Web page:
Friday, February 1, 2013
Although I live and work in the suburbs of Chicago now, and have lived here for much of my life, a significant portion of my childhood was spent in Southern California, amongst the palm trees, steep hills, and perpetual sunshine; my childhood there feels like it was bathed in the light of an eternal magic hour.
This romantic vision is the backdrop for John Singleton’s urban allegory, Boyz n the Hood. It feels weird even to call it an allegory, although it definitely is, only because there are quite a few parts that are firmly grounded in reality, although not without its cinematically heightened moments.
The National Film Registry has preserved the movie under its “culturally significant” designation, and I suspect this cultural significance comes from the film’s portrayal of life for a lower class black community in South Central (although the civic board would insist you call it South Los Angeles), mostly from the perspective of teenagers Tre, Doughboy, and Ricky.
It makes me curious, however, why so many feature filmmakers shy away from the subject. I suspect that it might be too difficult to maintain the right tone for a movie about urban life without veering into the clichés of terrible rap videos (gangbangers, gats, grills), or numbingly sad impoverishment, or overly sentimentalizing race and identity issues. Boyz stands out because it manages to balance out the aforementioned true-to-life elements of violence, poverty, and identity while still giving itself the leeway to be a movie, and not a documentary; it speaks with an allegorical tongue while still walking in the real world.
The balance between allegory and realism is most visible in the splitting of the burden of the narrative between the three male protagonists, who navigate the various obstacles and joys of their lives with varying degrees of success. Tre is the golden boy who mostly treads the straight and narrow, focused on his education and his career aspirations, although he is tiptoeing the line of bad decisions in his peer group and with his girlfriend. Doughboy has already served prison time, and is equally unafraid to use violence to threaten foes or protect his friends. Ricky is the star athlete, happy that his talents have given him a future, but not overly concerned with his environment, simply accepting that it will never change. I’d say that these characters are a little too close to being motifs to be actual people, but if one were to blend the traits of two or all three of these characters, then that would be closer to a realistic depiction of urban youth. Since the boys are more symbolic than realistic, it allows Singleton to focus on his ideas of violence, poverty, and identity, which can be plenty complicated already.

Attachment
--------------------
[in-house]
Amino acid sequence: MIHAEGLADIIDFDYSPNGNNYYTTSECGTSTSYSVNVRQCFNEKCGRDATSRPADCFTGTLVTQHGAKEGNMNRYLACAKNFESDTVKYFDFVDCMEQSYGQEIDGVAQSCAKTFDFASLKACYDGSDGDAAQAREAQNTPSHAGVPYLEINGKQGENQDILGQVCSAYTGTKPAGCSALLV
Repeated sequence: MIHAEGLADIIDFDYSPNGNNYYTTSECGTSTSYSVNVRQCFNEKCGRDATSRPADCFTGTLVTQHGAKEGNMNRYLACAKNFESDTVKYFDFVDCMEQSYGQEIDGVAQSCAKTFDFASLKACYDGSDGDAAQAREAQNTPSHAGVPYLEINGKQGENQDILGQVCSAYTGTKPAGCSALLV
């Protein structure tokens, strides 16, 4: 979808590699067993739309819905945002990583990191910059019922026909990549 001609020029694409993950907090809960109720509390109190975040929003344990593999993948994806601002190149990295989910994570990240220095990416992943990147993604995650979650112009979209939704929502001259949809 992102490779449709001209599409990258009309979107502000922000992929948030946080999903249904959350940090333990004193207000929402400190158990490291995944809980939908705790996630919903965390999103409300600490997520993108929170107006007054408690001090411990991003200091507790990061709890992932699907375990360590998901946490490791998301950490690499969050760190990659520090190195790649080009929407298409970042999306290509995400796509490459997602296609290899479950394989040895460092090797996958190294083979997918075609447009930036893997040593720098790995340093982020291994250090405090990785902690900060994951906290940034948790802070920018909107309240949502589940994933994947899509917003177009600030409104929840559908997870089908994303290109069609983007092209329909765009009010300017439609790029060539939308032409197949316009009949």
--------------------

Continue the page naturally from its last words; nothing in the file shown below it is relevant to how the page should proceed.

Cuba Gooding Jr. does well in his role as Tre, but my favorite performance is Ice Cube as Doughboy. It was a risk to take on Ice Cube, who had never acted and had made a name for himself as one of the premier gangsta rappers of all time. He easily wears the mantle of anger that is a part of Doughboy (and his own rap persona), but I’ve always liked his ability in the movie to soften his demeanor and project something that is tender and human underneath the rough exterior. He is the motif of the angry, young, urban black male, but at the same time he is also a human being with a fierce loyalty to his friends and family who understands the danger in which he lives. Singleton’s casting of him turned out to be an inspired choice.
I obviously don’t know, but maybe he’s said whatever he had to say about themes we see in Boyz; perhaps the topics themselves only have a certain shelf-life within the creative life of a director before he or she has to move to something else. It makes me a little sad that I haven’t liked his other movies as much as Boyz, and it makes me suspect that maybe that movie was not the signal of burgeoning talent, but was the premature peak of his artistic output. What remains unquestioned in my mind, however, is that Boyz n the Hood stands as a special piece of art in his career, in 1991, and in cinematic history.